“Geopolitics ultimately comes down to partners and choices. For India, who gives access; who provides markets and who collaborates are the key criteria,” said S Jaishankar, External Affairs Minister at a summit in New Delhi on Tuesday.
Jaishankar, speaking during the inaugural conversation of the summit, ‘Geo-Digital & its Effects’, essentially said India’s tech policy going forward would be shaped by its partners and their choices — who opens their markets to the country, which is slowly positioning itself as a semiconductor hub through the Semiconductor India Mission; who gives access to knowledge and tech talent; and who collaborate with India in achieving its vision of being a global tech player.
Jaishankar made a case for a holistic globalisation with participation from all countries, rather than one whose vision is driven by a few rich countries.
“The broader context of globalisation is about economy, technology and mobility. The real debate today is between collaborative globalisation and one dominated by a few,” Jaishankar said.
The foreign minister then put it in plain words: “My definition of our long-term partnerships is really where our technologies and our capabilities will grow, which means who gives you access and business.”
Further, Jaishankar also appeared to aim an oblique rebuke at the West over recent criticism of India buying Russian oil — the Centre had stood firmly by its choice, saying it will do whatever it takes to ensure Indians’ interests are protected
, no matter the geopolitical ramifications.
“India’s geopolitical positioning would be a net assessment of politics of energy; economics and technological interests, amongst others,” Jaishankar said — meaning, India and its interests first.
This is seen in the recent amendments to the data protection bill, which require all social media intermediaries to comply with appellate tribunal rulings on user accounts' suspension.
The foreign minister said building deep, strategic, technological strengths is the only way to rebalance world power. “Technology is not agnostic. Our choices have strategic implications,” Jaishankar said, referring to the country’s tech policy and how it will affect geopolitics in the region.
How India has been making geo political positioning with tech assessments
Last December, India — in a move to help out automakers to tackle the chip crisis — approved a Rs 76,000 crore semiconductor incentive scheme. Under the design-linked incentive scheme, 50 percent of the design expenditure is to be borne by the government. Additionally, the government will provide a 6 percent incentive on incremental sales; 6 percent will taper over 5 years to 4 percent.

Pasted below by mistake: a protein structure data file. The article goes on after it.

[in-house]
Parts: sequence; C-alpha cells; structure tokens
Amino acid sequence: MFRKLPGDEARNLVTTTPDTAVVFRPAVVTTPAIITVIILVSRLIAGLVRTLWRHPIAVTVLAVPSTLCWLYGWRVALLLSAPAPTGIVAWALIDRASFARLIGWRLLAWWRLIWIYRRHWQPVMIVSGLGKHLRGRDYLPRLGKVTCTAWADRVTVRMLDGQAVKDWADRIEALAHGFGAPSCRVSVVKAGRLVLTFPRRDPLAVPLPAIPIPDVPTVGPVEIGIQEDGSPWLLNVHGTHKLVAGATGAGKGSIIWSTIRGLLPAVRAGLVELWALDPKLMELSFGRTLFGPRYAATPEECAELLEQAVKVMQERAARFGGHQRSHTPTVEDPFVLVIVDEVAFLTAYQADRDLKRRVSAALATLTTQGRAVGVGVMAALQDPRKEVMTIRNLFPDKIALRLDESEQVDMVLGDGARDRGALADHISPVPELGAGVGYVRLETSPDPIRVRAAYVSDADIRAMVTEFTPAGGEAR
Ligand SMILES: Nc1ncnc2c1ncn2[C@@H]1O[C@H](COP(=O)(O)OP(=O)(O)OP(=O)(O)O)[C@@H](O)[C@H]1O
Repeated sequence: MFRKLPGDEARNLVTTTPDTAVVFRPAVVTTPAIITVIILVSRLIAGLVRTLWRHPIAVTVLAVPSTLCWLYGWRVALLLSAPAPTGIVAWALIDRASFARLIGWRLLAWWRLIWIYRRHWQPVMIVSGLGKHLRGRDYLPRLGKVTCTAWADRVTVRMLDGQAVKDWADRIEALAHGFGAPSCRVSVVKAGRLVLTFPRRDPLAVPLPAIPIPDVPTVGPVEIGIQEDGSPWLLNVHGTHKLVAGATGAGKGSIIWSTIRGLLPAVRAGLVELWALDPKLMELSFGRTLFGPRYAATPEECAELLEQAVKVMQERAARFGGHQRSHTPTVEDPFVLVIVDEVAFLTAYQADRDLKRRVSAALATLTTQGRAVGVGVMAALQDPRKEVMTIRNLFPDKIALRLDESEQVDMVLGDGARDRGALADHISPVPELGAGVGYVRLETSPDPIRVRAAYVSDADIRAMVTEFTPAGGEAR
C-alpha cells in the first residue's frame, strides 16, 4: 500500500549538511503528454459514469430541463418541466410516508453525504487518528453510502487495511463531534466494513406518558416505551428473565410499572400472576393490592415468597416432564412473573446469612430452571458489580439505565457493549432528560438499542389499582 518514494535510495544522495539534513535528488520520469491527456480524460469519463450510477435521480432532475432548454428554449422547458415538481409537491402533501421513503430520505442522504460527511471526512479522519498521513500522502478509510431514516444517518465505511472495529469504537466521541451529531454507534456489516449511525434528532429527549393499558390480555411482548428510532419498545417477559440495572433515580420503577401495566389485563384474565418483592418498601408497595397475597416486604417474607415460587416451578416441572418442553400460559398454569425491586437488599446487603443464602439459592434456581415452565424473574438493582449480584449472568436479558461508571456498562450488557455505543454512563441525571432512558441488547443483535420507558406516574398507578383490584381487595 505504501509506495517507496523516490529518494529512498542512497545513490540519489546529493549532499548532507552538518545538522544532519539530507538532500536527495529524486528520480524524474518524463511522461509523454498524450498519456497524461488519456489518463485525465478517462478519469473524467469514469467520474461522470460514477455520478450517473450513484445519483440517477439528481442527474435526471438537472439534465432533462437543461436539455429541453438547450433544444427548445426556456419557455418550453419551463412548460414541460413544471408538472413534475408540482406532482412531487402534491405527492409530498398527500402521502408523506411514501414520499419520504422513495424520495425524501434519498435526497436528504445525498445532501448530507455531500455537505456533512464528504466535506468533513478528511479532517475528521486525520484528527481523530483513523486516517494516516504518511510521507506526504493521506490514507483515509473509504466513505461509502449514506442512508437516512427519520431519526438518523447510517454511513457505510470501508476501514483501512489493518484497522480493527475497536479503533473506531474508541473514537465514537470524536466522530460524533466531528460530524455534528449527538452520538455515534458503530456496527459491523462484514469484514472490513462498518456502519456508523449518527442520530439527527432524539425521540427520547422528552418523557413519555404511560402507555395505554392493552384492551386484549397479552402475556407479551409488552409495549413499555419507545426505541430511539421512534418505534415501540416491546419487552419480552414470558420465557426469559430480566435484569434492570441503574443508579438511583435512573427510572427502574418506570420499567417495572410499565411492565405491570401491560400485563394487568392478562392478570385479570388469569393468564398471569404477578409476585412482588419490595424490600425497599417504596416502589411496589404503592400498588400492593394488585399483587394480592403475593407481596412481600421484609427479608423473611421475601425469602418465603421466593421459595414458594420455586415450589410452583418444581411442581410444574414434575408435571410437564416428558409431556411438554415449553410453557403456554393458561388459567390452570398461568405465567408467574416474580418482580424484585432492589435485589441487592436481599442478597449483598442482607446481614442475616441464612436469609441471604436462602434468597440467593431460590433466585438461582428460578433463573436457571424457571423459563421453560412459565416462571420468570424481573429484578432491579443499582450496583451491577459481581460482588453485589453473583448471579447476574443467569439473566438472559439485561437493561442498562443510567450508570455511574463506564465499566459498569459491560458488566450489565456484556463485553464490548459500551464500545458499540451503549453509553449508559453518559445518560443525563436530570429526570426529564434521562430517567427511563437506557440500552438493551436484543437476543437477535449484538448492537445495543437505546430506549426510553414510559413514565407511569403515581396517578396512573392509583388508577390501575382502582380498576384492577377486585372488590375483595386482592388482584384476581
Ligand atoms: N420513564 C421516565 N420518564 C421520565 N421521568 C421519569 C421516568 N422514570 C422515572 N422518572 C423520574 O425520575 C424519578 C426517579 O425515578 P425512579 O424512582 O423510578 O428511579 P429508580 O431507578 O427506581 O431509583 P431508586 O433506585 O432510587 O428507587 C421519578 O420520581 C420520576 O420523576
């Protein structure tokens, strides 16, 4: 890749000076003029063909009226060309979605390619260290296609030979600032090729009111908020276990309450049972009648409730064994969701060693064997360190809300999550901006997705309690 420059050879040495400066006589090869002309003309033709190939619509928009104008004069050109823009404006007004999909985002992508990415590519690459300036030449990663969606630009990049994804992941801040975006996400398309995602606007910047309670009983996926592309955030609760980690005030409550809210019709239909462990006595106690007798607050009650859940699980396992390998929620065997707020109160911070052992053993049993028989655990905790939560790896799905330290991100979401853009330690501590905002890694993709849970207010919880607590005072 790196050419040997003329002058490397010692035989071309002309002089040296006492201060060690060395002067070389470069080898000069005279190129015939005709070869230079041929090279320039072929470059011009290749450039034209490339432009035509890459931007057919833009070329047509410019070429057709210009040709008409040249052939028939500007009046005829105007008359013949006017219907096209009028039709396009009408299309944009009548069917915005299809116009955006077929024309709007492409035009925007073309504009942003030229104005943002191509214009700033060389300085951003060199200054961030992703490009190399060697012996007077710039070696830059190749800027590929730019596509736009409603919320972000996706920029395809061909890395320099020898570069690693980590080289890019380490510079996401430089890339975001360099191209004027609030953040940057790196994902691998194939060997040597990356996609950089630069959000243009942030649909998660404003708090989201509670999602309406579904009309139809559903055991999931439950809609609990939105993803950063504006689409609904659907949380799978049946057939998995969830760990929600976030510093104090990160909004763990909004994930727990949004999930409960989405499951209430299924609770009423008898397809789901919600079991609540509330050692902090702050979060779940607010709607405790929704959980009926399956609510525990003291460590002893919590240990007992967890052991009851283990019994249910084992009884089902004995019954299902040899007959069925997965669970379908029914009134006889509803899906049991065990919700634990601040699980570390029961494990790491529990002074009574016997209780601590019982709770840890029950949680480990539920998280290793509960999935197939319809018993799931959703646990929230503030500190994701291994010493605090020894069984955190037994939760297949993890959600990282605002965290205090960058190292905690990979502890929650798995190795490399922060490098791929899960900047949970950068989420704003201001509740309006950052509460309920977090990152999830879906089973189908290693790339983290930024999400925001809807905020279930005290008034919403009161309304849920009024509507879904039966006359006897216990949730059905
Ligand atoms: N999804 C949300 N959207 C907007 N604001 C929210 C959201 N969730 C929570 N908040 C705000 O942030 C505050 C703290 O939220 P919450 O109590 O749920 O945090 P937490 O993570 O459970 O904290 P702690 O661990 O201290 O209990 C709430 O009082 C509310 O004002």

Further, according to a joint study by the Indian Electronics and Semiconductor Association (IESA) and Counterpoint Research, India’s semiconductor market, pegged at $119 billion in 2021, will grow at a compounded annual rate of 19 percent to $300 billion by 2026, a joint study by claims.
The study also found that India is poised to be the second largest market in the world from the perspective of scale and growing demand for semiconductor components across several industries and applications.
The government is leaving no stone unturned in its quest to become a world semiconductor hub — from the PLI scheme to aggressively wooing the Indian diaspora
, inviting them to invest in the Semiconductor India Programme and promising them minimum hassle.
Union Minister of State for Electronics and IT Rajeev Chandrasekhar had assured overseas investors that they need not be concerned of execution risks and tariffs as the “government will handhold them.”
Jaishankar said this is part of a global paradigm shift in which governments are increasingly offering support to the private sector in order to boost their country’s technological backbone.
Increasing connectivity, geopolitical competition, technological innovation, and the private sector's evolving role all affect business leadership and decision-making. Basically, emerging technologies in particular have become both an object and a driver of international cooperation and competition, shaping the global landscape in different and sometimes unexpected ways and India has been trying to tap into the potential of the same.
“We are looking at a world where, whether it’s technology or energy, governments are getting more interventionist and are giving greater support in different ways, creating stronger enabling environments in their respective societies,” he said.
Geopolitics and technology are inextricably linked in today's geostrategic environment. As a result of government policies favouring self-sufficiency and self-reliance in key technologies, technology regulations are being changed, geostrategic competition is increasing, and COVID-19 is bringing a number of long-term changes, the minister added